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The Mega Millions jackpot (and why you are not being told the truth)

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https://www.foxnews.com/opinion/the-mega-millions-jackpot-and-why-you-are-not-being-told-the-truth

The Mega Millions jackpot (and why you are not being told the truth)

The Mega Millions jackpot drawing on Oct. 23 has soared to $1.6 billion...and counting.

In an effort to create jackpots like this one, lottery officials have not only made it harder to win, but have continued to lie to us about the benefits of the lottery.

About half of Americans play the lottery today according to the most recent survey, compared to almost 70 percent in the 1980s. That means the lottery needs to extract more money from fewer people, specifically from the lowest-income households, which spend on average $412 on tickets per year – more than 4 times the amount spent by the highest-income households.

In an effort to draw more people to the lottery, Mega Millions decided to decrease each person’s chance of winning in order to grow the jackpots. As the jackpot gets bigger, more people are willing to buy a ticket.

Before 2017, players picked five numbers between 1 and 75 and then one number between 1 and 15. Now, each player picks five numbers between 1 and 70 and then one number between 1 and 25.

This increases someone’s chance of matching five numbers and receiving some sort of prize, while decreasing the chance of winning the whole shebang.

What’s more, the price of a ticket has doubled.

So, your chance of winning has gone down, but if you lose (and you will), at least your money is going to a good cause – or so you've been told.

In the middle of the 20th century, when lotteries first started in the U.S., they were sold to states as a way to benefit the American public by providing additional funding for education.

This means that as the jackpots get bigger and people spend more money on it – $223 per year by the average American, in fact – there should be more money in state budgets to spend on education.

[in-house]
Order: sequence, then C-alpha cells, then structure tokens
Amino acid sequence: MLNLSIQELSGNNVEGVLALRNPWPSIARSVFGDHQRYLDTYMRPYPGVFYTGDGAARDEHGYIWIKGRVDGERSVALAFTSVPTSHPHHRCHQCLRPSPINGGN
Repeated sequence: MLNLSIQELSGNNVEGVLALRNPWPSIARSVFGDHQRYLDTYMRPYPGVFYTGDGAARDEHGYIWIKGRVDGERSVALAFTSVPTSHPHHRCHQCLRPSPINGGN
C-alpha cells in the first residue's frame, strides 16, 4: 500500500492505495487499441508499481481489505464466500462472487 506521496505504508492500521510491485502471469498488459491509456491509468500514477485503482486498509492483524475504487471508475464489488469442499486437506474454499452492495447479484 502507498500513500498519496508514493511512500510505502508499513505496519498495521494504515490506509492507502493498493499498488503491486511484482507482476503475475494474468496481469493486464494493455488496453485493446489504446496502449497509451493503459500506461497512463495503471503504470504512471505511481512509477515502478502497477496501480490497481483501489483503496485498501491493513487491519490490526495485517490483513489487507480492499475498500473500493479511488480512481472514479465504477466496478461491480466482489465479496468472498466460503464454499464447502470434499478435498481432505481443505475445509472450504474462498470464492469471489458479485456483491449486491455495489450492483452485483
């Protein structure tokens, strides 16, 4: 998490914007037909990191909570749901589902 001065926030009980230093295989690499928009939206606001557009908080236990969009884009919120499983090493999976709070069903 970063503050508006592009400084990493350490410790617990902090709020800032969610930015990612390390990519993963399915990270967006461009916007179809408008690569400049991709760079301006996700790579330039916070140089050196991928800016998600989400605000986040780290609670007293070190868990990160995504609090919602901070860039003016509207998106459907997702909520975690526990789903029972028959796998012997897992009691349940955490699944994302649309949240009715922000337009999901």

But that isn’t happening.

Most state legislatures haven’t been using the lottery money for additional education funding. Instead, they're using it to fund the basic education budget, and using the money that would normally fund education on other things altogether.  As a result, public schools rarely get a budget boost.

Mega Millions' profits are split between 46 lottery jurisdictions – 44 states, Washington D.C., and the U.S. Virgin Islands. Overall, 27 states earmark some or all lottery revenue for education.

In D.C., the lottery dollars go to a general fund; in Colorado, they fund environmental protections; and in Kansas, some of the money pays for juvenile detention facilities.

A recent study from the North Carolina Center for Public Policy Research showed that many states – including California, Florida and Michigan – simply substitute lottery revenues for normal appropriations. As of 2016, North Carolina devoted a smaller portion of its total budget to education than it did before starting the lottery. 

With states like New York getting $3.3 billion in revenue from the lottery in 2016, that is a pretty big bait and switch. 

So now, not only do you have a smaller chance of winning (with a 1 in 300 million chance, you’re three times more likely to be killed by a vending machine), your $2 lottery ticket expense isn’t even going towards the good cause you were told it was.

This doesn’t necessarily mean that it’s time to ax the lottery. But it does beg the question: Is lottery money a good thing for a state?